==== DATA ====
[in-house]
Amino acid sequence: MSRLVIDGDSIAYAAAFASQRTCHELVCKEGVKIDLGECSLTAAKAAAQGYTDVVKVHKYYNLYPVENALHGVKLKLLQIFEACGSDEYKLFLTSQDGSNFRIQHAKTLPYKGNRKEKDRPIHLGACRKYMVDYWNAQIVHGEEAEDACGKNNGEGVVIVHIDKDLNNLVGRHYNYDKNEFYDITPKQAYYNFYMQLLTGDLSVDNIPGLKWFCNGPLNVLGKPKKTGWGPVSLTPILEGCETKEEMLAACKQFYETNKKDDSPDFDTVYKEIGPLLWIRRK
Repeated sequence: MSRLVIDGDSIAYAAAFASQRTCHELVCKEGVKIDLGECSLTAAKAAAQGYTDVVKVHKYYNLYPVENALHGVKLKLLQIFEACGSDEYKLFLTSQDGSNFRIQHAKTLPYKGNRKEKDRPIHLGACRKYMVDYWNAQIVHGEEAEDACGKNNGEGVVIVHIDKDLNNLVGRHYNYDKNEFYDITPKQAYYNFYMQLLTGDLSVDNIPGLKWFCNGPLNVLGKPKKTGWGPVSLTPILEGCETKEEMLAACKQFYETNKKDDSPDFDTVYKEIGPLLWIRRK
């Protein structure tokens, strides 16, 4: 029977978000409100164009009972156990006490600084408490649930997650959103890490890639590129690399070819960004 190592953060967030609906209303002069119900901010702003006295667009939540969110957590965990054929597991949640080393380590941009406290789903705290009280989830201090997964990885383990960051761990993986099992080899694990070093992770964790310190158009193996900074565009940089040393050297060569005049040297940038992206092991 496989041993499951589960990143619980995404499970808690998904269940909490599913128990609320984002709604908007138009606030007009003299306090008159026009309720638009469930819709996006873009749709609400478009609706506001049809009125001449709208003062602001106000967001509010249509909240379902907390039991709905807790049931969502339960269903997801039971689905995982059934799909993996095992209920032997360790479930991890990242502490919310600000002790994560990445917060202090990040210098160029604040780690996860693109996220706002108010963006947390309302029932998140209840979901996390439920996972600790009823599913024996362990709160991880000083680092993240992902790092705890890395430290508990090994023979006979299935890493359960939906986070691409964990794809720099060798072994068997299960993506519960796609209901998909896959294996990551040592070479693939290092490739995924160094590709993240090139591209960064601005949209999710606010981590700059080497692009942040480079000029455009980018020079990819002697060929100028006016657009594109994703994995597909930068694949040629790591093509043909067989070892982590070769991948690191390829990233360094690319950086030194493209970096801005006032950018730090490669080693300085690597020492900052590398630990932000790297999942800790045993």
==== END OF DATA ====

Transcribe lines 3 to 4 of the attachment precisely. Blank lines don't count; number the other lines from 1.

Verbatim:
Repeated sequence: MSRLVIDGDSIAYAAAFASQRTCHELVCKEGVKIDLGECSLTAAKAAAQGYTDVVKVHKYYNLYPVENALHGVKLKLLQIFEACGSDEYKLFLTSQDGSNFRIQHAKTLPYKGNRKEKDRPIHLGACRKYMVDYWNAQIVHGEEAEDACGKNNGEGVVIVHIDKDLNNLVGRHYNYDKNEFYDITPKQAYYNFYMQLLTGDLSVDNIPGLKWFCNGPLNVLGKPKKTGWGPVSLTPILEGCETKEEMLAACKQFYETNKKDDSPDFDTVYKEIGPLLWIRRK
């Protein structure tokens, strides 16, 4: 029977978000409100164009009972156990006490600084408490649930997650959103890490890639590129690399070819960004 190592953060967030609906209303002069119900901010702003006295667009939540969110957590965990054929597991949640080393380590941009406290789903705290009280989830201090997964990885383990960051761990993986099992080899694990070093992770964790310190158009193996900074565009940089040393050297060569005049040297940038992206092991 496989041993499951589960990143619980995404499970808690998904269940909490599913128990609320984002709604908007138009606030007009003299306090008159026009309720638009469930819709996006873009749709609400478009609706506001049809009125001449709208003062602001106000967001509010249509909240379902907390039991709905807790049931969502339960269903997801039971689905995982059934799909993996095992209920032997360790479930991890990242502490919310600000002790994560990445917060202090990040210098160029604040780690996860693109996220706002108010963006947390309302029932998140209840979901996390439920996972600790009823599913024996362990709160991880000083680092993240992902790092705890890395430290508990090994023979006979299935890493359960939906986070691409964990794809720099060798072994068997299960993506519960796609209901998909896959294996990551040592070479693939290092490739995924160094590709993240090139591209960064601005949209999710606010981590700059080497692009942040480079000029455009980018020079990819002697060929100028006016657009594109994703994995597909930068694949040629790591093509043909067989070892982590070769991948690191390829990233360094690319950086030194493209970096801005006032950018730090490669080693300085690597020492900052590398630990932000790297999942800790045993």